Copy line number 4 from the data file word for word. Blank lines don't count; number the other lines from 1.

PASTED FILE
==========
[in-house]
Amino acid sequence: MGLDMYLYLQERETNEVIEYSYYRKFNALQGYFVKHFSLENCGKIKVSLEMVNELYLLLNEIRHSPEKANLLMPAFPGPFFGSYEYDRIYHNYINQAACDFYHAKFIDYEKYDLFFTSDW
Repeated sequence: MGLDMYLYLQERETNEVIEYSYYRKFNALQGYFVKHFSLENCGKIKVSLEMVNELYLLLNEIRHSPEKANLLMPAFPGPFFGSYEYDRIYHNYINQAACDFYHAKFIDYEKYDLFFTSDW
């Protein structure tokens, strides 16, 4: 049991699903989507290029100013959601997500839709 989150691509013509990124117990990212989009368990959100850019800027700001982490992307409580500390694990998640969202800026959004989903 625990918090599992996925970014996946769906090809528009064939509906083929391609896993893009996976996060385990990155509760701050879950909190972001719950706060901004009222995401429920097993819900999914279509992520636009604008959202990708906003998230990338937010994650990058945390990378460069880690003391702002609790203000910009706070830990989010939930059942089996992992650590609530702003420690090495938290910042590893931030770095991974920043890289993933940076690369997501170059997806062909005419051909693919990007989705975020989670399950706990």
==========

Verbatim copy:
């Protein structure tokens, strides 16, 4: 049991699903989507290029100013959601997500839709 989150691509013509990124117990990212989009368990959100850019800027700001982490992307409580500390694990998640969202800026959004989903 625990918090599992996925970014996946769906090809528009064939509906083929391609896993893009996976996060385990990155509760701050879950909190972001719950706060901004009222995401429920097993819900999914279509992520636009604008959202990708906003998230990338937010994650990058945390990378460069880690003391702002609790203000910009706070830990989010939930059942089996992992650590609530702003420690090495938290910042590893931030770095991974920043890289993933940076690369997501170059997806062909005419051909693919990007989705975020989670399950706990």